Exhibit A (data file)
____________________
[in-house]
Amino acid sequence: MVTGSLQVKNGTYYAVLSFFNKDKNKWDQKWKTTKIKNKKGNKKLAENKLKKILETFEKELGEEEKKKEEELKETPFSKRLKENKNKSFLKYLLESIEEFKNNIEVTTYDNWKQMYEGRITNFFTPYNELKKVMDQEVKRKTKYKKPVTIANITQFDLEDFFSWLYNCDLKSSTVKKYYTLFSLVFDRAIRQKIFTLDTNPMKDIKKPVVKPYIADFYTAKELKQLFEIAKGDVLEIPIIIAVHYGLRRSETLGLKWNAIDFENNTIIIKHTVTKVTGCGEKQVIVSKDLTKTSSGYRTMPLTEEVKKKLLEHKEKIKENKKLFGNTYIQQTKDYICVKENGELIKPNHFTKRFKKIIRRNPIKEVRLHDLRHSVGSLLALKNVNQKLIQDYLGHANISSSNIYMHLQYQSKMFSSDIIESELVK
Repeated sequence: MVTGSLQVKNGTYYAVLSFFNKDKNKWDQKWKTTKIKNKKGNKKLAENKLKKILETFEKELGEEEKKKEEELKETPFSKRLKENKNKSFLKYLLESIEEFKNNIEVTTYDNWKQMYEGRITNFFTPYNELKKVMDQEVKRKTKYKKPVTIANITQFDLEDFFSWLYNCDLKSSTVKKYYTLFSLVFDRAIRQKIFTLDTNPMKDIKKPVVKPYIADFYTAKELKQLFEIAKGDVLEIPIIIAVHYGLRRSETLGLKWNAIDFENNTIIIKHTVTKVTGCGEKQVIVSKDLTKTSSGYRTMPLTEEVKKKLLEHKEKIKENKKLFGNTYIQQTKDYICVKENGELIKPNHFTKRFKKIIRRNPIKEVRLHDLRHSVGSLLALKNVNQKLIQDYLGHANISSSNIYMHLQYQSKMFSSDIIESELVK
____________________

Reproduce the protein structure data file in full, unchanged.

[in-house]
Amino acid sequence: MVTGSLQVKNGTYYAVLSFFNKDKNKWDQKWKTTKIKNKKGNKKLAENKLKKILETFEKELGEEEKKKEEELKETPFSKRLKENKNKSFLKYLLESIEEFKNNIEVTTYDNWKQMYEGRITNFFTPYNELKKVMDQEVKRKTKYKKPVTIANITQFDLEDFFSWLYNCDLKSSTVKKYYTLFSLVFDRAIRQKIFTLDTNPMKDIKKPVVKPYIADFYTAKELKQLFEIAKGDVLEIPIIIAVHYGLRRSETLGLKWNAIDFENNTIIIKHTVTKVTGCGEKQVIVSKDLTKTSSGYRTMPLTEEVKKKLLEHKEKIKENKKLFGNTYIQQTKDYICVKENGELIKPNHFTKRFKKIIRRNPIKEVRLHDLRHSVGSLLALKNVNQKLIQDYLGHANISSSNIYMHLQYQSKMFSSDIIESELVK
Repeated sequence: MVTGSLQVKNGTYYAVLSFFNKDKNKWDQKWKTTKIKNKKGNKKLAENKLKKILETFEKELGEEEKKKEEELKETPFSKRLKENKNKSFLKYLLESIEEFKNNIEVTTYDNWKQMYEGRITNFFTPYNELKKVMDQEVKRKTKYKKPVTIANITQFDLEDFFSWLYNCDLKSSTVKKYYTLFSLVFDRAIRQKIFTLDTNPMKDIKKPVVKPYIADFYTAKELKQLFEIAKGDVLEIPIIIAVHYGLRRSETLGLKWNAIDFENNTIIIKHTVTKVTGCGEKQVIVSKDLTKTSSGYRTMPLTEEVKKKLLEHKEKIKENKKLFGNTYIQQTKDYICVKENGELIKPNHFTKRFKKIIRRNPIKEVRLHDLRHSVGSLLALKNVNQKLIQDYLGHANISSSNIYMHLQYQSKMFSSDIIESELVK